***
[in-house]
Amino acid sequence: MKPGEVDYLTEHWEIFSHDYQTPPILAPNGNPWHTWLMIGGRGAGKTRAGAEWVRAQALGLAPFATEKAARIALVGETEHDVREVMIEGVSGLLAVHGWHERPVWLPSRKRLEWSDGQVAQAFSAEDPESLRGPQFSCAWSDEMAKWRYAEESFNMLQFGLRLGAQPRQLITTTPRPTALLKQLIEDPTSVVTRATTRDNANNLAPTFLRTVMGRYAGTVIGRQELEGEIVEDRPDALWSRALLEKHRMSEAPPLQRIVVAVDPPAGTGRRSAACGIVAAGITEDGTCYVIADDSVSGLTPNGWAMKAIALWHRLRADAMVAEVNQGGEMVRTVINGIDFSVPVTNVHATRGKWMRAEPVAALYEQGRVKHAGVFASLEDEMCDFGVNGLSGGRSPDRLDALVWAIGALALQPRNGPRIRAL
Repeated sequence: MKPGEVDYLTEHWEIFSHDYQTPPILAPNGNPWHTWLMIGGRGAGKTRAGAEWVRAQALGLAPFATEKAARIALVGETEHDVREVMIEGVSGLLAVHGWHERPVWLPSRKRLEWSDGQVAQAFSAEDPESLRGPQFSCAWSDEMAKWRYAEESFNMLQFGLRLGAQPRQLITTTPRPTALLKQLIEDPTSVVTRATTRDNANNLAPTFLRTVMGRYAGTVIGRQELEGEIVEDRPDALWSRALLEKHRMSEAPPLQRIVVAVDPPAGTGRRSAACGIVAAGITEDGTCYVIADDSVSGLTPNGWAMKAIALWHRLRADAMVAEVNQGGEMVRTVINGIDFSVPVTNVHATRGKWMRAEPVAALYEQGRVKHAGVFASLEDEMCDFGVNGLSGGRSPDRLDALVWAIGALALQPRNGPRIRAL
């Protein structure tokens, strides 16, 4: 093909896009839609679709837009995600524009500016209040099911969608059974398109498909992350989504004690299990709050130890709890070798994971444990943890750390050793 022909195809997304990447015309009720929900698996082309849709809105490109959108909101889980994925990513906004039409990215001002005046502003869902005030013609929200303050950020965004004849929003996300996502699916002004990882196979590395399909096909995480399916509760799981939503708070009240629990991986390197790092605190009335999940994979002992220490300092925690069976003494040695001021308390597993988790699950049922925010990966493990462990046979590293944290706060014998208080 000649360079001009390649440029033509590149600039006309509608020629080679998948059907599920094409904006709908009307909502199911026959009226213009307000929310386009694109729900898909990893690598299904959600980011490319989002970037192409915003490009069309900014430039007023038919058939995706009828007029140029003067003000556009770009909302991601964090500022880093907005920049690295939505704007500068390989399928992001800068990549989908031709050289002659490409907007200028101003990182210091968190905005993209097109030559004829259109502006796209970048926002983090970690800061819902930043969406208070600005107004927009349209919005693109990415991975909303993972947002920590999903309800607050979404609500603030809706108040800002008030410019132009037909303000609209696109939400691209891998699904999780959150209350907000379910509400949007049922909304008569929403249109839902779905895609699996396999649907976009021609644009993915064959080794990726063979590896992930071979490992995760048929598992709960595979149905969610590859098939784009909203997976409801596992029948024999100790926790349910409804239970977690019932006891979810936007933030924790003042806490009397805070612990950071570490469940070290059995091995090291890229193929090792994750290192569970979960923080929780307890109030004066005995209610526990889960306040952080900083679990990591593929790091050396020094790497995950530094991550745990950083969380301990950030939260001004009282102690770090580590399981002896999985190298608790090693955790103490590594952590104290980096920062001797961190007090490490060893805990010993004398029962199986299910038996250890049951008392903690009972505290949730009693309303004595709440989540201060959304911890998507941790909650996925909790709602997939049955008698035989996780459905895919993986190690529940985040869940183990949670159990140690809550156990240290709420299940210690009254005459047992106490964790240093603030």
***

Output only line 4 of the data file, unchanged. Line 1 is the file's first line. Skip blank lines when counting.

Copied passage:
């Protein structure tokens, strides 16, 4: 093909896009839609679709837009995600524009500016209040099911969608059974398109498909992350989504004690299990709050130890709890070798994971444990943890750390050793 022909195809997304990447015309009720929900698996082309849709809105490109959108909101889980994925990513906004039409990215001002005046502003869902005030013609929200303050950020965004004849929003996300996502699916002004990882196979590395399909096909995480399916509760799981939503708070009240629990991986390197790092605190009335999940994979002992220490300092925690069976003494040695001021308390597993988790699950049922925010990966493990462990046979590293944290706060014998208080 000649360079001009390649440029033509590149600039006309509608020629080679998948059907599920094409904006709908009307909502199911026959009226213009307000929310386009694109729900898909990893690598299904959600980011490319989002970037192409915003490009069309900014430039007023038919058939995706009828007029140029003067003000556009770009909302991601964090500022880093907005920049690295939505704007500068390989399928992001800068990549989908031709050289002659490409907007200028101003990182210091968190905005993209097109030559004829259109502006796209970048926002983090970690800061819902930043969406208070600005107004927009349209919005693109990415991975909303993972947002920590999903309800607050979404609500603030809706108040800002008030410019132009037909303000609209696109939400691209891998699904999780959150209350907000379910509400949007049922909304008569929403249109839902779905895609699996396999649907976009021609644009993915064959080794990726063979590896992930071979490992995760048929598992709960595979149905969610590859098939784009909203997976409801596992029948024999100790926790349910409804239970977690019932006891979810936007933030924790003042806490009397805070612990950071570490469940070290059995091995090291890229193929090792994750290192569970979960923080929780307890109030004066005995209610526990889960306040952080900083679990990591593929790091050396020094790497995950530094991550745990950083969380301990950030939260001004009282102690770090580590399981002896999985190298608790090693955790103490590594952590104290980096920062001797961190007090490490060893805990010993004398029962199986299910038996250890049951008392903690009972505290949730009693309303004595709440989540201060959304911890998507941790909650996925909790709602997939049955008698035989996780459905895919993986190690529940985040869940183990949670159990140690809550156990240290709420299940210690009254005459047992106490964790240093603030």